Let’s Talk About Breast Cancer
What Can Cause Breast Cancer?
Empower yourself by learning which risk factors increase your chance of developing breast cancer. Knowing how at risk you are can help guide your conversation with your doctor.
Although breast cancer is more common as a woman ages, it is recommended that the risk of breast cancer be assessed beginning at age 30. The incidence of breast cancer starts to rise in the 40s, and peak incidence occurs by the 70s.2
Having a family history of breast or ovarian cancer, or inherited genetic changes to certain genes, such as BRCA1 and BRCA2.3
Reproductive History and Hormones
Having a first pregnancy after you turn 30, never having a full-term pregnancy, or not breast feeding. Taking estrogen and progesterone can also increase your risk.3
Breast Screening in Numbers
Some screening methods have been found to be more successful in detecting breast cancer than others.
Click through to explore the numbers.
If 1,000 women are screened with regular mammography alone, approximately 2-7 are found to have cancer.*13,14
- Breast cancer statistics. https://cancer.ca/en/cancer-information/cancer-types/breast/statistics, Accessed July, 2022 Return to content
- Monticciolo et al. Breast cancer screening recommendations inclusive of all women at average risk: update from the ACR and Society of Breast Imaging. J Am Coll Radiol 2021; 18(9):1280-1288 Return to content
- What Are the Risk Factors for Breast Cancer? https://www.cdc.gov/cancer/breast/basic_info/risk_factors.htm, Accessed August 2021. Return to content
- Dense Breasts: Answers to Commonly Asked Questions. https://www.cancer.gov/types/breast/breast-changes/dense-breasts, Accessed August 2021 Return to content
- Physical Activity and Cancer https://www.cancer.gov/about-cancer/causes-prevention/risk/obesity/physical-activity-fact-sheet, Accessed September 2021 Return to content
- Monticciolo, Debra L et al. “Breast Cancer Screening Recommendations Inclusive of All Women at Average Risk: Update from the ACR and Society of Breast Imaging.” Journal of the American College of Radiology : JACR vol. 18,9 (2021): 1280-1288. doi:10.1016/j.jacr.2021.04.021 Return to content
- Survival statistics for breast cancer. https://cancer.ca/en/cancer-information/cancer-types/breast/prognosis-and-survival/survival-statistics, Accessed June 2022 Return to content
- Seely, J M, and T Alhassan. “Screening for breast cancer in 2018-what should we be doing today?.” Current oncology (Toronto, Ont.) vol. 25,Suppl 1 (2018): S115-S124. doi:10.3747/co.25.3770 Return to content
- Assessment of the Canadian Task Force on Preventive Health Care Breast Imaging Guidelines by the Canadian Association of Radiologists and the Canadian Society of Breast Imaging. https://tcfmi.com/ wp-content/uploads/2021/04/Advocating-for-Evidence-based-Breast-Imaging-Guidelines.pdf, Accessed July 2022 Return to content
- Risks for breast cancer. https://cancer.ca/en/cancer-information/cancer-types/breast/risks, Accessed June 2022 Return to content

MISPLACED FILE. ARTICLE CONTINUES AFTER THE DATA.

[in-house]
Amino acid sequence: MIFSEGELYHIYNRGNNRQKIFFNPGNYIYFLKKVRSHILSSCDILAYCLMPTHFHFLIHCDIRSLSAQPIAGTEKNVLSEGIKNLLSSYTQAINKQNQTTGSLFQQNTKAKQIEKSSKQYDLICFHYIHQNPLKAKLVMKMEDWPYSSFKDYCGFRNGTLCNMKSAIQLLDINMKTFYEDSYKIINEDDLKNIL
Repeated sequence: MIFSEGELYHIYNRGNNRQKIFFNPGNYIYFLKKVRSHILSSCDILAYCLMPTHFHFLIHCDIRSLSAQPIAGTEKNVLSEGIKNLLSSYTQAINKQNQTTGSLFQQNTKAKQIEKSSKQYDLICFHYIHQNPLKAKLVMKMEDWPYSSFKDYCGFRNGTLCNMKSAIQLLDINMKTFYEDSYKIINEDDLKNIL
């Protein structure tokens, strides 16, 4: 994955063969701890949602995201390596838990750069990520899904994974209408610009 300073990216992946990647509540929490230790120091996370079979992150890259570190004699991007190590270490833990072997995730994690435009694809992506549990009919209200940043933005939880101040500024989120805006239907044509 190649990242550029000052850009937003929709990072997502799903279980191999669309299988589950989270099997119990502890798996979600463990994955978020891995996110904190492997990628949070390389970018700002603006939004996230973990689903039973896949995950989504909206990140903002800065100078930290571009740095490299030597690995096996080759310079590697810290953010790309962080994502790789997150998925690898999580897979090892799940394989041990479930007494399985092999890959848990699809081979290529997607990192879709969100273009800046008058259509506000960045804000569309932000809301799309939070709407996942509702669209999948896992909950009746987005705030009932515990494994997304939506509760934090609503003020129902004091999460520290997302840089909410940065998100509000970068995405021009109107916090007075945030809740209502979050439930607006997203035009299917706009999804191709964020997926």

- Breast Cancer Risks Factors You Cannot Change. https://www.cancer.org/cancer/breast-cancer/risk-and-prevention/breast-cancer-risk-factors-you-cannot-change.html, Accessed June 2022 Return to content
- Breast cancer statistics. https://www.cancer.ca/en/cancer-information/cancer-type/breast/statistics, Accessed June 2022 Return to content
- Lee CS, Sengupta D, Bhargavan-Chatfield M, Sickles EA, Burnside ES, Zuley ML. Association of patient age with outcomes of current-era, large-scale screening mammography: Analysis of data from the national mammography database. JAMA oncology 2017; 3:1134-1136 Return to content
- Lehman CD, Arao RF, Sprague BL, et al. National performance benchmarks for modern screening digital mammography: update from the breast cancer surveillance consortium. Radiology 2017;283(1):49-58 Return to content
- Rafferty EA, Durand MA, Conant EF, et al. Breast cancer screening using tomosynthesis and digital mammography in dense and nondense breasts. JAMA 2016; 315:1784-1786 Return to content
- Skaane P, Bandos AI, Niklason LT, et al. Digital Mammography versus Digital Mammography Plus Tomosynthesis in Breast Cancer Screening: The Oslo Tomosynthesis Screening Trial. Radiology 2019; 291:23-30 Return to content
- Berg WA, Vourtsis A. Screening breast ultrasound using hand-held or automated technique in women with dense breasts. Journal of Breast Imaging 2019; 1:283-296 Return to content
- Weigert JM. The Connecticut Experiment; The Third Installment: 4 Years of Screening Women with Dense Breasts with Bilateral Ultrasound. Breast J 2017; 23:34-39 Return to content
- Berg WA, Zhang Z, Lehrer D, et al. Detection of breast cancer with addition of annual screening ultrasound or a single screening MRI to mammography in women with elevated breast cancer risk. JAMA 2012; 307:1394-1404 Return to content
- Kuhl CK. The changing world of breast cancer. Investigative Radiology 2015; 50(9):615-628 Return to content